When you’re waiting for the release of a new book, there’s this period that is almost unbearable.
It’s about 5-6 months out, and it’s the pre-buzz period. You’ve finally seen the Advanced Reading Copy (ARC) of your book, you’ve gotten maybe a couple blurbs from authors, a few family members have read it. What you don’t have, though, is any way to gauge how the book will be received by the public.
That’s exactly where I find myself with The Porcupine of Truth. I came back from the NCTE Conference (National Council of Teachers of English) a couple weeks back having said “I’m really excited about Porcupine” more times than I am comfortable to admit. It was the first time I got to sign some ARCs, and I just wanted someone to read the dang thing!
Well… I now have received four comments on Porcupine. Two by email, two on Twitter. And I want to share them with you, because, well, “I’m really excited about Porcupine.”
For now I will focus on the comments rather than who said them, but I will say that in each case, these are PRIMO readers — educators, booksellers, book professionals — who know YA extremely well.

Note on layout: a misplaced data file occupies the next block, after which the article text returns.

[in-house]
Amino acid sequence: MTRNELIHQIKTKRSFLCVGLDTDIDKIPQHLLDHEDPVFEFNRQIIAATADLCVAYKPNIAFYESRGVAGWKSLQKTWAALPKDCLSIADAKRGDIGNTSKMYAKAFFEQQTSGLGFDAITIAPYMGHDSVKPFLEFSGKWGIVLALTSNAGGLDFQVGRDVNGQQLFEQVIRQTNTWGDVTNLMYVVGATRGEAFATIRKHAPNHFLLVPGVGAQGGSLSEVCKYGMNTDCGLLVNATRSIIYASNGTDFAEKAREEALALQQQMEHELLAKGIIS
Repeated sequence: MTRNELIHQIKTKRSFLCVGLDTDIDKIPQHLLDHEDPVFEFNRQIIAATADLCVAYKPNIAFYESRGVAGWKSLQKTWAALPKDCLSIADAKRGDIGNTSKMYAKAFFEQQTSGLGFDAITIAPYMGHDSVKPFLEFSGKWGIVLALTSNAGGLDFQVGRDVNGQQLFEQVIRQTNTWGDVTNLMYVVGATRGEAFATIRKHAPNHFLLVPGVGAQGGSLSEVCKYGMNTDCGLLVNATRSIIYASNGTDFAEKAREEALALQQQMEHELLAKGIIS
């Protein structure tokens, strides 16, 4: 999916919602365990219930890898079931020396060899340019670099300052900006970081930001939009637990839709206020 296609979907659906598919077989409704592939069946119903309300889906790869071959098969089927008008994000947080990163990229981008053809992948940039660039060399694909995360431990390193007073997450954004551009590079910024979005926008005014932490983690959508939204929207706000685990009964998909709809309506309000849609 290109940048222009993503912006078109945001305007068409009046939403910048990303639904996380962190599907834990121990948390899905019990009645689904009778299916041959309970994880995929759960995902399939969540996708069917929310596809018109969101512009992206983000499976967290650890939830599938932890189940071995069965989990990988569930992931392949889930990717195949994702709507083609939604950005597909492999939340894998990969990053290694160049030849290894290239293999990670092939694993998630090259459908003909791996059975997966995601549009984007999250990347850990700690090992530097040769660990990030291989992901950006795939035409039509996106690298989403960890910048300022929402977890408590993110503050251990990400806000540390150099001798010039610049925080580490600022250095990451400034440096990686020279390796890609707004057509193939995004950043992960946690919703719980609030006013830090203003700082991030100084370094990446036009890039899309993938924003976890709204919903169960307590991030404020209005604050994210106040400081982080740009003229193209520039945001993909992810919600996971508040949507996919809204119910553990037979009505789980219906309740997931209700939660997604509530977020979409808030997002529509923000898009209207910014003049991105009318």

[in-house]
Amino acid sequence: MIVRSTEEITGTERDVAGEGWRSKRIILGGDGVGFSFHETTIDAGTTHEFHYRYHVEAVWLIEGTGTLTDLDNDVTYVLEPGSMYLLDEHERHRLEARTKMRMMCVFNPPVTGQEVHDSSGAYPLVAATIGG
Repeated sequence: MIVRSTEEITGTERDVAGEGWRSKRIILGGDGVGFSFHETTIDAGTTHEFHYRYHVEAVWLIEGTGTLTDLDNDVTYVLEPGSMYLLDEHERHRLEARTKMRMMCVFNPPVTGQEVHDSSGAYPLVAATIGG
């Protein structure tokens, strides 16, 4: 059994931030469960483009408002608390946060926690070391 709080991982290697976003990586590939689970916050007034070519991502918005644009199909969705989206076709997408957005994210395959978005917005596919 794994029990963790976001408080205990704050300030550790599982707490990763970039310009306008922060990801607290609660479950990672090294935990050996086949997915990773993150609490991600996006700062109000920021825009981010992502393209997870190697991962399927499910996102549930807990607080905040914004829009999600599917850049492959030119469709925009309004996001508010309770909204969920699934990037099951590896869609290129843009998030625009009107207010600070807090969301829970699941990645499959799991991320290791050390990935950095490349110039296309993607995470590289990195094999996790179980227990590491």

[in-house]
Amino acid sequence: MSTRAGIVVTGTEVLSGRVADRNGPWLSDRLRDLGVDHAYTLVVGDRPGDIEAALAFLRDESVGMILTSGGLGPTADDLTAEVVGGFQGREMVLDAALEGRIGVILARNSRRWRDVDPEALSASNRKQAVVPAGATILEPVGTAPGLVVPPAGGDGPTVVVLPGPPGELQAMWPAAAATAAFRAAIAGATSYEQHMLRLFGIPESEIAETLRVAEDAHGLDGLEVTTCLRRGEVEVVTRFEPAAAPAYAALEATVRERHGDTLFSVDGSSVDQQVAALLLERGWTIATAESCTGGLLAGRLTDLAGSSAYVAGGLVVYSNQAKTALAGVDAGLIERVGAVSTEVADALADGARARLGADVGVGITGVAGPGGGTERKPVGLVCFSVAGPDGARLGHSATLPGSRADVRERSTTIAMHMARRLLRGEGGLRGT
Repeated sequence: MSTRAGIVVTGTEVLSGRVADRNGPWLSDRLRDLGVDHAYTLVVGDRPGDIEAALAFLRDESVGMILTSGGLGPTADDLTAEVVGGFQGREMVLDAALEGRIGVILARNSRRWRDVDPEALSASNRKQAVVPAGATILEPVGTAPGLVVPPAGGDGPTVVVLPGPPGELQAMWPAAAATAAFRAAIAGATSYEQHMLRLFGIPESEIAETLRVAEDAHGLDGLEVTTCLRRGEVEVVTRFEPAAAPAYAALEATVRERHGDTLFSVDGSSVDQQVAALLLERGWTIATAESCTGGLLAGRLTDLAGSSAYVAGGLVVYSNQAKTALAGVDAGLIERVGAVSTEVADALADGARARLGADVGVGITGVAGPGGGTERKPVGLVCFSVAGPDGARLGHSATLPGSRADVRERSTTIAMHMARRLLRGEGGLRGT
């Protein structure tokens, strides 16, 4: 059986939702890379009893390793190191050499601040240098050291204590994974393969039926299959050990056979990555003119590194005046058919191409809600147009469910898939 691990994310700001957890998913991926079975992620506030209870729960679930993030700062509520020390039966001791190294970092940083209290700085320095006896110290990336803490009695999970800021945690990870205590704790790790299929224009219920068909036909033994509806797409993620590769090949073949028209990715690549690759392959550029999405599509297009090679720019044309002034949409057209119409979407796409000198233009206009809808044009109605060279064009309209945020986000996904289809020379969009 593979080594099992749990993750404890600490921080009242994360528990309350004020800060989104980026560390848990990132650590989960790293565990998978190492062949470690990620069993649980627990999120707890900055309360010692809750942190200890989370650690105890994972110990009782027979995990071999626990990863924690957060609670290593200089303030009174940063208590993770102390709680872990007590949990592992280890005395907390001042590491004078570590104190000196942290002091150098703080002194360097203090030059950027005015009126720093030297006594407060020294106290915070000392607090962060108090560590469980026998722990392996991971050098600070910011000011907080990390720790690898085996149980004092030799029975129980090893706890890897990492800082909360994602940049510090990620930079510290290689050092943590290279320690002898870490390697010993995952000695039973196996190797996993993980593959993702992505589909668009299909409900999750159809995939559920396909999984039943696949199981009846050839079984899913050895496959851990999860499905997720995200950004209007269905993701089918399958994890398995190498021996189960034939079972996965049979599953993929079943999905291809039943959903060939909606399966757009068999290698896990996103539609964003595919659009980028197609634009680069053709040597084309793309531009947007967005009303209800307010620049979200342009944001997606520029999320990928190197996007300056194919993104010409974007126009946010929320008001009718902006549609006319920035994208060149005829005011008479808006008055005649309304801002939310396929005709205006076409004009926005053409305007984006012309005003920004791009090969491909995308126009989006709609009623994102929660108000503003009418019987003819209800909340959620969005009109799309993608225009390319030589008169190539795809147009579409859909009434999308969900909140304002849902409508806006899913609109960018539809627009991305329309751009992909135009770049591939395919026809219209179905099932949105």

First emailer said, “This was just…WOW. I have never cried so many times (and laughed so many times) or loved a book so HARD from the first chapter right on down to your acknowledgments. … There is so much truth and loveliness in this book. It just gets everything so exactly right about being a child, being a parent, and being a friend.”
The second: “I’ve just finished The Porcupine of Truth and am captivated. The characters are all wonderful in their individual ways (the father is heartbreaking) and beautifully realized; the plot, superbly conceived and executed. … In short, this is a terrific novel.”
The first tweet: “Wow. Just. Wow. This might be the most beautiful book I’ve read this year. Thank you @billkonigsberg. Thank you.” In a second tweet, it continued: “It made me happy and sad and hopeful. I loved everything about it!”
The second tweet: “@billkonigsberg The Porcupine of Truth. Friendship, family, faith, history, identity. Complex journey to acceptance.” A second: “TPOT was painful and lovely.”
I am obviously encouraged by these responses!
There’s simply no way to know if The Porcupine of Truth will resonate the same way Openly Straight has, or if it will break through to an even larger readership. I hope so, but in the end there is only so much I can do to get the book in reader’s hands. I will surely do everything I can, but the most important thing for now is that I feel like I poured my heart and soul into this book, and I’m proud of it. So whatever happens, I will always stand behind it!
The book comes out in May 2015.